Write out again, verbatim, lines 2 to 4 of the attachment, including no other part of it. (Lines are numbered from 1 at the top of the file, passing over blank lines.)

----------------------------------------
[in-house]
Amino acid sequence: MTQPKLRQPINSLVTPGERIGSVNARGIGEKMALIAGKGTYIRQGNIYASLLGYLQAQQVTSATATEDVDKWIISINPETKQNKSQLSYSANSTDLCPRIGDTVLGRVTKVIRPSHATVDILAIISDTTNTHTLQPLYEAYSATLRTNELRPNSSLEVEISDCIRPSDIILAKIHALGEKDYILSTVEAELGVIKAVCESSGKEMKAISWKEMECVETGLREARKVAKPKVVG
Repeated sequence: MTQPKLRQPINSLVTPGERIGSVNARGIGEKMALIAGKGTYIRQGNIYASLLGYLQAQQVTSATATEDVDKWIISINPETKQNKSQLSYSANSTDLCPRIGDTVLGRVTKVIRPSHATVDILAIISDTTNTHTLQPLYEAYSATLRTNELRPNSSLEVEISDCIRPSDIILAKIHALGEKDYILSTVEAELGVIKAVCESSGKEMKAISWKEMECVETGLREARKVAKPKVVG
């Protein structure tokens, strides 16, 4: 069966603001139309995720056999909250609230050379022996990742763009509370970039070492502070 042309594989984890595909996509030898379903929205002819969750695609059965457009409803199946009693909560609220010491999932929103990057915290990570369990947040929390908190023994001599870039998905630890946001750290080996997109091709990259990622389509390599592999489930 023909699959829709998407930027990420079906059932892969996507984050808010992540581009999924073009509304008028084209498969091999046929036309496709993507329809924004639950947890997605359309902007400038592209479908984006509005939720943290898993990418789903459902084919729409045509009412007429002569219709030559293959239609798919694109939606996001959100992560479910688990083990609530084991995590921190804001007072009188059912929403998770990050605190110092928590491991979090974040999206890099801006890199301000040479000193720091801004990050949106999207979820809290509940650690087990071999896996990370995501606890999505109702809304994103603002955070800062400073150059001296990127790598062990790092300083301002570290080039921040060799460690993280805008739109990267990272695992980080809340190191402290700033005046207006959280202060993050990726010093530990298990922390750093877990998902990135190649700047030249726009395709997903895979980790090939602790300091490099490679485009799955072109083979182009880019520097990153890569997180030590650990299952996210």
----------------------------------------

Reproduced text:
Amino acid sequence: MTQPKLRQPINSLVTPGERIGSVNARGIGEKMALIAGKGTYIRQGNIYASLLGYLQAQQVTSATATEDVDKWIISINPETKQNKSQLSYSANSTDLCPRIGDTVLGRVTKVIRPSHATVDILAIISDTTNTHTLQPLYEAYSATLRTNELRPNSSLEVEISDCIRPSDIILAKIHALGEKDYILSTVEAELGVIKAVCESSGKEMKAISWKEMECVETGLREARKVAKPKVVG
Repeated sequence: MTQPKLRQPINSLVTPGERIGSVNARGIGEKMALIAGKGTYIRQGNIYASLLGYLQAQQVTSATATEDVDKWIISINPETKQNKSQLSYSANSTDLCPRIGDTVLGRVTKVIRPSHATVDILAIISDTTNTHTLQPLYEAYSATLRTNELRPNSSLEVEISDCIRPSDIILAKIHALGEKDYILSTVEAELGVIKAVCESSGKEMKAISWKEMECVETGLREARKVAKPKVVG
């Protein structure tokens, strides 16, 4: 069966603001139309995720056999909250609230050379022996990742763009509370970039070492502070 042309594989984890595909996509030898379903929205002819969750695609059965457009409803199946009693909560609220010491999932929103990057915290990570369990947040929390908190023994001599870039998905630890946001750290080996997109091709990259990622389509390599592999489930 023909699959829709998407930027990420079906059932892969996507984050808010992540581009999924073009509304008028084209498969091999046929036309496709993507329809924004639950947890997605359309902007400038592209479908984006509005939720943290898993990418789903459902084919729409045509009412007429002569219709030559293959239609798919694109939606996001959100992560479910688990083990609530084991995590921190804001007072009188059912929403998770990050605190110092928590491991979090974040999206890099801006890199301000040479000193720091801004990050949106999207979820809290509940650690087990071999896996990370995501606890999505109702809304994103603002955070800062400073150059001296990127790598062990790092300083301002570290080039921040060799460690993280805008739109990267990272695992980080809340190191402290700033005046207006959280202060993050990726010093530990298990922390750093877990998902990135190649700047030249726009395709997903895979980790090939602790300091490099490679485009799955072109083979182009880019520097990153890569997180030590650990299952996210």